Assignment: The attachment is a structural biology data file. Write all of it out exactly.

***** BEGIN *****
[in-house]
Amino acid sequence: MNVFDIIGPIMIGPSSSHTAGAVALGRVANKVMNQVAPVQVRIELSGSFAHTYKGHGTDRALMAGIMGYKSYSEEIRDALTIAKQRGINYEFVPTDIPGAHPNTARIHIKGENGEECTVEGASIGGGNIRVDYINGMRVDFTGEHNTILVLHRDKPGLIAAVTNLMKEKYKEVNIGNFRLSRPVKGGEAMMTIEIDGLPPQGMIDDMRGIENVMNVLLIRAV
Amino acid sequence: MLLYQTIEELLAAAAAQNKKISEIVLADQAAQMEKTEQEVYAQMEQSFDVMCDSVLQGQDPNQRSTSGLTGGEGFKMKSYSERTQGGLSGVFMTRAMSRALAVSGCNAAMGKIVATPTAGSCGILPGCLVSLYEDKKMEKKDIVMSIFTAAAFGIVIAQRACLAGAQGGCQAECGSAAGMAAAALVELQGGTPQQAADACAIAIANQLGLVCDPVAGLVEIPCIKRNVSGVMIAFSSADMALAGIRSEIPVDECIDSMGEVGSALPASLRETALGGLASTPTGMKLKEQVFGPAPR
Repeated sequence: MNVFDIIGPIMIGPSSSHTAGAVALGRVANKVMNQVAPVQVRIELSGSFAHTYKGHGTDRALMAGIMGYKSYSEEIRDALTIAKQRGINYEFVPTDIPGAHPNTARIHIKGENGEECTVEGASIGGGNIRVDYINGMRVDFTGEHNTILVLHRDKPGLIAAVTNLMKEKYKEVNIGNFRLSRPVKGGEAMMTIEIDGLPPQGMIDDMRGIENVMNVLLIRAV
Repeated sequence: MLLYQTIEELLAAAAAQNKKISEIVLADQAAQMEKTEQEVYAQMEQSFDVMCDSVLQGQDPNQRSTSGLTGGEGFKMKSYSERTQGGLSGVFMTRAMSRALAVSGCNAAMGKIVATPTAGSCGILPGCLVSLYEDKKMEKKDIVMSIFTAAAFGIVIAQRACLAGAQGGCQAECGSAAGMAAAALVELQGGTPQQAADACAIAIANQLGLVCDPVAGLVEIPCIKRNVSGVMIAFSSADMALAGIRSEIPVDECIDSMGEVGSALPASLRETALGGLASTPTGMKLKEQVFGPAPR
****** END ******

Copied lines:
[in-house]
Amino acid sequence: MNVFDIIGPIMIGPSSSHTAGAVALGRVANKVMNQVAPVQVRIELSGSFAHTYKGHGTDRALMAGIMGYKSYSEEIRDALTIAKQRGINYEFVPTDIPGAHPNTARIHIKGENGEECTVEGASIGGGNIRVDYINGMRVDFTGEHNTILVLHRDKPGLIAAVTNLMKEKYKEVNIGNFRLSRPVKGGEAMMTIEIDGLPPQGMIDDMRGIENVMNVLLIRAV
Amino acid sequence: MLLYQTIEELLAAAAAQNKKISEIVLADQAAQMEKTEQEVYAQMEQSFDVMCDSVLQGQDPNQRSTSGLTGGEGFKMKSYSERTQGGLSGVFMTRAMSRALAVSGCNAAMGKIVATPTAGSCGILPGCLVSLYEDKKMEKKDIVMSIFTAAAFGIVIAQRACLAGAQGGCQAECGSAAGMAAAALVELQGGTPQQAADACAIAIANQLGLVCDPVAGLVEIPCIKRNVSGVMIAFSSADMALAGIRSEIPVDECIDSMGEVGSALPASLRETALGGLASTPTGMKLKEQVFGPAPR
Repeated sequence: MNVFDIIGPIMIGPSSSHTAGAVALGRVANKVMNQVAPVQVRIELSGSFAHTYKGHGTDRALMAGIMGYKSYSEEIRDALTIAKQRGINYEFVPTDIPGAHPNTARIHIKGENGEECTVEGASIGGGNIRVDYINGMRVDFTGEHNTILVLHRDKPGLIAAVTNLMKEKYKEVNIGNFRLSRPVKGGEAMMTIEIDGLPPQGMIDDMRGIENVMNVLLIRAV
Repeated sequence: MLLYQTIEELLAAAAAQNKKISEIVLADQAAQMEKTEQEVYAQMEQSFDVMCDSVLQGQDPNQRSTSGLTGGEGFKMKSYSERTQGGLSGVFMTRAMSRALAVSGCNAAMGKIVATPTAGSCGILPGCLVSLYEDKKMEKKDIVMSIFTAAAFGIVIAQRACLAGAQGGCQAECGSAAGMAAAALVELQGGTPQQAADACAIAIANQLGLVCDPVAGLVEIPCIKRNVSGVMIAFSSADMALAGIRSEIPVDECIDSMGEVGSALPASLRETALGGLASTPTGMKLKEQVFGPAPR